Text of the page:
Below the Ripple and Roll edit tools are the Slip and Slide tools and the new Time Remap tool (see Figure 3.33). The Slip tool slips a previously edited clip's contents later or earlier without changing the clip's duration. The Slide tool preserves the clip's contents but changes where the clip resides in your sequence, moving the clip's In and Out points simultaneously . Neither tool lengthens the duration of the sequence, because they don't change the clip's duration.
Figure 3.33. The Slip and Slide tools and the Time Remap tool.
With the Slide Edit tool, the in and Out points of the clip you are affecting stay constant while the clip's position relative to the clips on either side of it changes as the fixed duration clip moves earlier or later in the sequence. With the Slip Edit tool, the Out point of the clip before is fixed, as is the In point of the clip following, but the clip being slipped moves past the opening between the Out and In points of the clips on either side of it.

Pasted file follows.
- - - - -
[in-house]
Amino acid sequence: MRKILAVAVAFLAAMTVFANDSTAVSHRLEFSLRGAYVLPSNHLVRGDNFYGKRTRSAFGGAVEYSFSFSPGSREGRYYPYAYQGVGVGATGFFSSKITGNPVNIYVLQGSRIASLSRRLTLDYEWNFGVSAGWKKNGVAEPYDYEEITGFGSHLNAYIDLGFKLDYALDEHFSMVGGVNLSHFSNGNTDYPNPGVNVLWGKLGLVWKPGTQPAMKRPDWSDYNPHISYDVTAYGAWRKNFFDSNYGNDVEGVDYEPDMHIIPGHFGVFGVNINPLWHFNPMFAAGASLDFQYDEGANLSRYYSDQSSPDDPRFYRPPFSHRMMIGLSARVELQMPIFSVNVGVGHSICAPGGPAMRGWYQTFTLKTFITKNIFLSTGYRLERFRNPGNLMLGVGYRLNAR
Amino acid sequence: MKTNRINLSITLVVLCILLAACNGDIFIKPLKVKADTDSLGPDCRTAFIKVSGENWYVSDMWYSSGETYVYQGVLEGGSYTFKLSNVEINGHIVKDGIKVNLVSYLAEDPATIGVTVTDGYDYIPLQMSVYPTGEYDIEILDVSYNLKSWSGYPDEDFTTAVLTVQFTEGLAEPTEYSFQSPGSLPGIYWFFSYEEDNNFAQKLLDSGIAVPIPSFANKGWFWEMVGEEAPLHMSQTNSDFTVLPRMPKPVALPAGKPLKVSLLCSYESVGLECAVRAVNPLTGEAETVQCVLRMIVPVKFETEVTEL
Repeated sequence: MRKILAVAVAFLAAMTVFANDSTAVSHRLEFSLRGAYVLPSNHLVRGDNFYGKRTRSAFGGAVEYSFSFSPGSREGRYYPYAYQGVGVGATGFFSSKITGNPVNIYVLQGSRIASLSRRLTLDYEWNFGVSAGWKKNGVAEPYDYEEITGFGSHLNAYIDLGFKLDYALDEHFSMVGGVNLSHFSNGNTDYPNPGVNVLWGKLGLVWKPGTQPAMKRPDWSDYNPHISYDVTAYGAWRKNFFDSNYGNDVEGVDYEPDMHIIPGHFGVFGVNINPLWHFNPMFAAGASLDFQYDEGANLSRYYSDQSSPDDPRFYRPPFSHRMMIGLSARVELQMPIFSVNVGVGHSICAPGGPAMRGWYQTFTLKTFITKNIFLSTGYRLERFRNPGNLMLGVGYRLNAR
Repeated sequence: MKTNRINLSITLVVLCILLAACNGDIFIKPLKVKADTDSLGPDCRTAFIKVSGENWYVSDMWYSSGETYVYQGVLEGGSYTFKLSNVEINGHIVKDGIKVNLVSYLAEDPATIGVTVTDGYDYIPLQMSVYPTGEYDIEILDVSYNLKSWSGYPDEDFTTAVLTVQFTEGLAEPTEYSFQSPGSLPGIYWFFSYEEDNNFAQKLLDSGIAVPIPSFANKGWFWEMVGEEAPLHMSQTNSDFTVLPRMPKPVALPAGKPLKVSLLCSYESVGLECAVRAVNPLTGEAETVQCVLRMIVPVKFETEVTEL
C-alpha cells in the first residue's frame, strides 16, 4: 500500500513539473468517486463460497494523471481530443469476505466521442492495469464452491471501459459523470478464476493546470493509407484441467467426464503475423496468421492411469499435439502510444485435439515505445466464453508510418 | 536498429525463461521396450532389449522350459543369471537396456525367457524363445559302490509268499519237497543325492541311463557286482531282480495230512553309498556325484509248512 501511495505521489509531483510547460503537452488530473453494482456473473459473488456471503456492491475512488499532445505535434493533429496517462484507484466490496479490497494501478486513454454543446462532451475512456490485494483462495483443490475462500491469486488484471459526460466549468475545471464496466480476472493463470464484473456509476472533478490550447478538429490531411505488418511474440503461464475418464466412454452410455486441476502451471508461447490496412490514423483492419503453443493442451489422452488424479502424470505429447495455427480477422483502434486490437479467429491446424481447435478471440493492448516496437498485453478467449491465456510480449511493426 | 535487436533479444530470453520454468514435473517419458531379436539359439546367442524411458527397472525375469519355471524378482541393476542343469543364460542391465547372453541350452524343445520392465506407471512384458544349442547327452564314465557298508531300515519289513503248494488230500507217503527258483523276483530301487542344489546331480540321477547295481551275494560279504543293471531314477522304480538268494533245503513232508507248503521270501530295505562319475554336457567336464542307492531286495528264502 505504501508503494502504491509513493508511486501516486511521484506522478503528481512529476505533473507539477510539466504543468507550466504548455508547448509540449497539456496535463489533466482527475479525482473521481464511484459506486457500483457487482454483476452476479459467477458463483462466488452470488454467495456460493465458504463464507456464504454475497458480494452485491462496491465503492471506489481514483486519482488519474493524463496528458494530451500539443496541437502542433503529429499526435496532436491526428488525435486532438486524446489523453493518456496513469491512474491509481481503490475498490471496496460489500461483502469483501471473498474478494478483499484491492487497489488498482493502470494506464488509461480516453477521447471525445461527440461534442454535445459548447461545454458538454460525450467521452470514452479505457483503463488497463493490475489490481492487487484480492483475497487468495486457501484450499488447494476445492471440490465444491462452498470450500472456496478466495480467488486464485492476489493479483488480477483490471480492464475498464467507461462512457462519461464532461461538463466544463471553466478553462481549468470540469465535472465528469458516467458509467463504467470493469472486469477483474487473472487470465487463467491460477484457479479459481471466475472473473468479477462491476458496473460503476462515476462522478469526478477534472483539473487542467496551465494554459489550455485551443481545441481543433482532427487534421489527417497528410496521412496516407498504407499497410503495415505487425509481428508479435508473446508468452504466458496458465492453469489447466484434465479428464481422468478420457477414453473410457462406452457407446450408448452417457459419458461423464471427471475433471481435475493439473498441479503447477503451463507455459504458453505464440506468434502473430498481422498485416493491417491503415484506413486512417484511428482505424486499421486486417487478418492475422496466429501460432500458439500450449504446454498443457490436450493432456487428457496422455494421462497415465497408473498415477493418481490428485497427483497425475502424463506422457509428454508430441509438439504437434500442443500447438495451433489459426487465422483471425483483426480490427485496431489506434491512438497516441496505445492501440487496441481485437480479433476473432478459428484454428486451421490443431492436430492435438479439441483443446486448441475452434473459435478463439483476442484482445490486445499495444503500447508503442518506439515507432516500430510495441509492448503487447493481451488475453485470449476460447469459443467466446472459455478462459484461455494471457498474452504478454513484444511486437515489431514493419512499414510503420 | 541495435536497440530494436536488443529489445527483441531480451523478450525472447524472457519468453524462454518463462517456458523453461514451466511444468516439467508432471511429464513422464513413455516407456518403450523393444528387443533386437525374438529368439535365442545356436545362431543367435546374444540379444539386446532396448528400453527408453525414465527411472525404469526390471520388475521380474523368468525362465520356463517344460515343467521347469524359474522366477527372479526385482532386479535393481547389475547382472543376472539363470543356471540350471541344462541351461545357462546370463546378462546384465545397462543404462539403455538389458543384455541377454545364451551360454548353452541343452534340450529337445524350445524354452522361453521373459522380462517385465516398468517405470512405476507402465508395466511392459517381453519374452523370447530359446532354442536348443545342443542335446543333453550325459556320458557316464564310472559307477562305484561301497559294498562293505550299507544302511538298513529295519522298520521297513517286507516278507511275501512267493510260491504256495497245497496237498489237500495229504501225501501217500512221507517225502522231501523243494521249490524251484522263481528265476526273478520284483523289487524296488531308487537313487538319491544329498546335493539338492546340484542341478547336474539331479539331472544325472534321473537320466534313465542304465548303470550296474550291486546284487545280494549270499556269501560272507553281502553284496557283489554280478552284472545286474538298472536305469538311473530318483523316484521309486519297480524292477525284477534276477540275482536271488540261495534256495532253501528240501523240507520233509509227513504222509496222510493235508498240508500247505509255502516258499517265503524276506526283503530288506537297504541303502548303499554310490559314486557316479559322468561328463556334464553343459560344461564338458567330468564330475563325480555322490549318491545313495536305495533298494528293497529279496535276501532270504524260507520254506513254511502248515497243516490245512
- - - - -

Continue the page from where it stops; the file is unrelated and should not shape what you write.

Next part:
The new Time Remap tool applies a variable-speed effect to your edit. It works in forward or reverse motion. This new effect is a real-time effect, whereas the constant-speed changes in earlier releases are not. Constant-speed changes alter a clip's duration. Variable-speed changes applied with the Time Remap tool do not change the clip's duration.
There are four places you can make a variable-speed change with the Time Remap tool: in the Timeline, in the Viewer's Motion tab, in the Motion bar under the clip, and in the Timeline's keyframe editor time graph. Making these changes in the Timeline is probably easiest . You can choose to display speed indicators and a keyframe graph under the clip you are affecting in the Timeline. We'll experiment with this tool in the Workshop to get a handle on it.